1. Exploration as a long-term endeavor to be accomplished by means of a series of small steps—Many participants argued that having a clear, agreed-on, long-term goal, such as the human exploration of Mars, is essential for the future success of the human spaceflight program, but that it is premature to set a firm date for or cost of that goal. What is possible is a first assessment of what has to be accomplished, and the identification of intermediate, subsidiary goals that can be met in a series of smaller steps and would evolve at a pace that reflects a meaningful rate of learning.

  2. Synergy superseding the humans-versus-robots dichotomy—The ultimate achievement of a long-term goal for human exploration, numerous participants argued, should be to best employ both human and robotic assets and to have the space program move beyond complementarity and toward a synergy between robots and humans. Whatever the destination and whatever the specific means chosen, many participants stated that being guided by a principle of synergy between robots and humans provides the opportunity to explore the solar system in the most optimal manner.

  3. The long-term goal driving all implementation decisions—Participants in the 2003 workshop appeared to view the following activities as essential elements along the path to a goal for human exploration:

    • The continued robotic exploration of our solar system followed by the development of capable human-machine interfaces and teleoperators,

    • Research on the International Space Station focused on addressing the questions posed by human exploration away from low Earth orbit, and

    • Development of a space transportation system to replace the shuttle, all directed toward facilitating the eventual human exploration of some destination beyond low Earth orbit.

  1. Institutional concerns—The first six themes represented crosscutting concepts relevant to the nation’s future approach to civil space. The seventh theme collected the views offered by the 2003 workshop participants on needs and opportunities for successful implementation of future space policy in three areas:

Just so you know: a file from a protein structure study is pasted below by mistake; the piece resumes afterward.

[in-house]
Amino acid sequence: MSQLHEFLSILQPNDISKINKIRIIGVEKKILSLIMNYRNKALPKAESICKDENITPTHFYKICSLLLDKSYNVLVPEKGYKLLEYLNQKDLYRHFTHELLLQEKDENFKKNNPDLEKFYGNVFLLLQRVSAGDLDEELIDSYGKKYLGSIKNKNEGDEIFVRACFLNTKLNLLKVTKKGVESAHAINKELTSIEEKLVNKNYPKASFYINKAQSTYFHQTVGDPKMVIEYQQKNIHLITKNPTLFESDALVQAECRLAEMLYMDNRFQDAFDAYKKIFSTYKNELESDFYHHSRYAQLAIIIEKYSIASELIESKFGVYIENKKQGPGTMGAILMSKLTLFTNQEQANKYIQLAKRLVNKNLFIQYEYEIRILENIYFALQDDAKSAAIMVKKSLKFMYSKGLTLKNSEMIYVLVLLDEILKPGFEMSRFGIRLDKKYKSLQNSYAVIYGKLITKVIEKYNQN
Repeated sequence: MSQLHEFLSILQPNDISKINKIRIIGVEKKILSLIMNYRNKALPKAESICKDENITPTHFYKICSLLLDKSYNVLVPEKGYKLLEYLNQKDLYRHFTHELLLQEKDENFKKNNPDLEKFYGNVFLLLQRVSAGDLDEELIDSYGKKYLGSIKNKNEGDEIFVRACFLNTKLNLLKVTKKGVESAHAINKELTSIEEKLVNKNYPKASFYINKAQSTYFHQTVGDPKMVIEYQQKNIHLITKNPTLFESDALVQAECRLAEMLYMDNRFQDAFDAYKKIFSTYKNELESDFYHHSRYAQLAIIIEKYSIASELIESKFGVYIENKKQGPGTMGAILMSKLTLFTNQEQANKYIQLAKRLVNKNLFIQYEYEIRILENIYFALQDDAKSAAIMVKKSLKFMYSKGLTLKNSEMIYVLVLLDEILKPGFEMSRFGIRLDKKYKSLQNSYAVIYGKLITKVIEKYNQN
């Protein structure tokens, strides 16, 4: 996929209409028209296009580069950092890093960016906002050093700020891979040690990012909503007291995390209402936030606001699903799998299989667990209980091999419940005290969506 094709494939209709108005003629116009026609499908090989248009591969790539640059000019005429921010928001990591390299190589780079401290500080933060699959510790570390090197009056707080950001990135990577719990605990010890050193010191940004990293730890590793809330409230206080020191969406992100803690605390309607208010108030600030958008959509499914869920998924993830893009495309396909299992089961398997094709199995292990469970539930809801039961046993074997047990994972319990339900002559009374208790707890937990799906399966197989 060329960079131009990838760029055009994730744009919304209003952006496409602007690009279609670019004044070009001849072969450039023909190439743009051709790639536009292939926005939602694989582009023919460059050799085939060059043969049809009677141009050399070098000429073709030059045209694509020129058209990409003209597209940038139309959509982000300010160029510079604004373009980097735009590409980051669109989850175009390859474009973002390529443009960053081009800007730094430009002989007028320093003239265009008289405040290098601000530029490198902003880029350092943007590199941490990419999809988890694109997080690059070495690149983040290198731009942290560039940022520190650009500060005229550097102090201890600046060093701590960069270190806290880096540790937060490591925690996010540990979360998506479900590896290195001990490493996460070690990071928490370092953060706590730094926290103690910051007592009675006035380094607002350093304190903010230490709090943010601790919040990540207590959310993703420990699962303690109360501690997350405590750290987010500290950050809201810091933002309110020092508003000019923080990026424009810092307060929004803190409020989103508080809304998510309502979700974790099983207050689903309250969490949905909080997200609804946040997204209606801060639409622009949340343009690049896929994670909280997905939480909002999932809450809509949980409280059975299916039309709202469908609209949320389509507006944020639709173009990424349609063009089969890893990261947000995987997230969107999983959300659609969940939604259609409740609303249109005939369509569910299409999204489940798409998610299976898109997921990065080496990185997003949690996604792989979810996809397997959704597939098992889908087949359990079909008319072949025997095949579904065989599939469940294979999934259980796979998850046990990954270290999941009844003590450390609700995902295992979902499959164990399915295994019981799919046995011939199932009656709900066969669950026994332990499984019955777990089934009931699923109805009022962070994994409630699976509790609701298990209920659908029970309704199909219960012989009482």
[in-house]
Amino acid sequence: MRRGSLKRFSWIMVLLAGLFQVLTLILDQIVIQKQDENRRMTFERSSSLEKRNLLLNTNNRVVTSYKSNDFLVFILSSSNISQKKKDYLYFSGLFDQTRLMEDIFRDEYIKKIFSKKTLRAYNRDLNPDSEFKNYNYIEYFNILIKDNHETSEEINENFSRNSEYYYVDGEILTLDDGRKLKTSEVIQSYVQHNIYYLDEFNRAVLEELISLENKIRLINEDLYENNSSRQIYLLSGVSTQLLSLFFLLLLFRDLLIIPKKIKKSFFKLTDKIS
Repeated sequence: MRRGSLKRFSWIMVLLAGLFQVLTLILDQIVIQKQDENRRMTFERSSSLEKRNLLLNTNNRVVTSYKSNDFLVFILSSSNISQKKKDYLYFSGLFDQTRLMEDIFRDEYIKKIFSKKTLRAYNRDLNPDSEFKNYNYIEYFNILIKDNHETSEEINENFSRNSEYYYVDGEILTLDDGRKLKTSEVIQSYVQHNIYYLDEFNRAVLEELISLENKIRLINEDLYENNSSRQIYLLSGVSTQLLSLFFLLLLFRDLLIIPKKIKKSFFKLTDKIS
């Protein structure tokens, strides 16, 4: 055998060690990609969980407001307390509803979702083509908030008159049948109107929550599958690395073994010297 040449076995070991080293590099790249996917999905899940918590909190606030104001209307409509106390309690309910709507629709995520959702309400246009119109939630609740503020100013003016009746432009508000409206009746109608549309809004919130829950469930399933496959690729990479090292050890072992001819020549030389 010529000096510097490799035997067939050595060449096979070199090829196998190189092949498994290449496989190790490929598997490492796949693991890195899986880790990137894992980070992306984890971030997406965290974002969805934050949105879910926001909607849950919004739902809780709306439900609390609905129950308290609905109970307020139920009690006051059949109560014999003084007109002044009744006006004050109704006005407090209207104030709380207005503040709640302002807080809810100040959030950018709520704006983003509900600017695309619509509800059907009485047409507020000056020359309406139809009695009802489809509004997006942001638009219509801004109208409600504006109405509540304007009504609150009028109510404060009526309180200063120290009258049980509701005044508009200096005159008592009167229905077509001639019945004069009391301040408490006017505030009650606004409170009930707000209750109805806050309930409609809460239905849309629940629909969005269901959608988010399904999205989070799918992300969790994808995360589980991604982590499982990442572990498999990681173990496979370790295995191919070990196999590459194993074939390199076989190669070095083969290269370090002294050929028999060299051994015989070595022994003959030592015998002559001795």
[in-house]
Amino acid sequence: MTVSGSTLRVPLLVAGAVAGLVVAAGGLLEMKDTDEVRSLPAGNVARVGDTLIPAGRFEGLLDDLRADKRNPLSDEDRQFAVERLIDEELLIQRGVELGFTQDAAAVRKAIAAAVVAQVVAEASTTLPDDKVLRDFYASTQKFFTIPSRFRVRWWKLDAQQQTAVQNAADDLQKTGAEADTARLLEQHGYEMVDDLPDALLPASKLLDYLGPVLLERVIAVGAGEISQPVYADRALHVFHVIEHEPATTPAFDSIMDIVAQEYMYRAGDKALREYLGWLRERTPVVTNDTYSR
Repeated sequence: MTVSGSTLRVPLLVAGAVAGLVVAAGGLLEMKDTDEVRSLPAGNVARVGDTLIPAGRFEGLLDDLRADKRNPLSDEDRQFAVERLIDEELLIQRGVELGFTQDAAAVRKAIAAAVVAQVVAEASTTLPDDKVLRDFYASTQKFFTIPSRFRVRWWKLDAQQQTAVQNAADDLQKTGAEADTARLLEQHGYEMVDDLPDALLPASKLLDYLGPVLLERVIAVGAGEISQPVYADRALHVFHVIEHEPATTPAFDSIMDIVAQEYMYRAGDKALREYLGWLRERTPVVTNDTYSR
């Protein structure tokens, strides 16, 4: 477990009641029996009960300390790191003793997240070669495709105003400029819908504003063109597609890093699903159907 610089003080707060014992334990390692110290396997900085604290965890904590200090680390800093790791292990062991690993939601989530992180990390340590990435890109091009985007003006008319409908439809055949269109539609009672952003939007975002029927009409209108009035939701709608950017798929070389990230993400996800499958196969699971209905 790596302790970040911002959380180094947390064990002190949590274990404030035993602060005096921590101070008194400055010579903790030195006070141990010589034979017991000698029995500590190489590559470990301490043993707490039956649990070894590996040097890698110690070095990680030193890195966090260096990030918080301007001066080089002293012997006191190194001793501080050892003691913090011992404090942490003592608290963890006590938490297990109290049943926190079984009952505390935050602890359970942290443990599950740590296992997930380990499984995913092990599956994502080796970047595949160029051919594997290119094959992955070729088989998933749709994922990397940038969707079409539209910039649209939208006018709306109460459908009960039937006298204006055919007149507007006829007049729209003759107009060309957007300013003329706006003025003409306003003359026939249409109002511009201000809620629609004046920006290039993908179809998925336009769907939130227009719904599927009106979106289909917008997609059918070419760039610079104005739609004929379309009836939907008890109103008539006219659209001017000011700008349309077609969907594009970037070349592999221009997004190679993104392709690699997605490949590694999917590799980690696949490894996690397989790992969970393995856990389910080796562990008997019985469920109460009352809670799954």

• Cross-institutional or cross-sector activities—for example, engaging in joint technology development, taking advantage of synergies, and improving planning and development—all of which were seen as dependent on the availability of a skilled industrial base;

    • NASA as the primary executive branch agency responsible for implementing space policy; and

    • The scientific community, one of NASA’s key constituents.


On January 14, 2004, President George W. Bush announced the new national Vision for Space Exploration, whose fundamental goal was “to advance U.S. scientific, security, and economic interests through a robust space exploration program” by means of “an integrated, long-term robotic and human exploration program with measurable milestones and executed on the basis of available resources, accumulated experience, and technology readiness.”3 The Vision called for a set of key activities in four areas, as follows:

  • Low Earth orbit. Use of the space shuttle would be focused on completing the assembly of the International Space Station (ISS), and then the shuttle would be retired by the end of the decade (i.e., 2010). Use of the ISS would be focused on supporting exploration goals “in a manner consistent with U.S. obligations” between the United States and other partners.

  • Beyond low Earth orbit. Lunar exploration activities would be designed to enable the exploration of Mars and beyond by means of robotic missions starting in 2008 and human missions no


National Aeronautics and Space Administration, The Vision for Space Exploration, NP-2004-01-334-HQ, NASA, Washington, D.C., 2004, pp. iii-iv.

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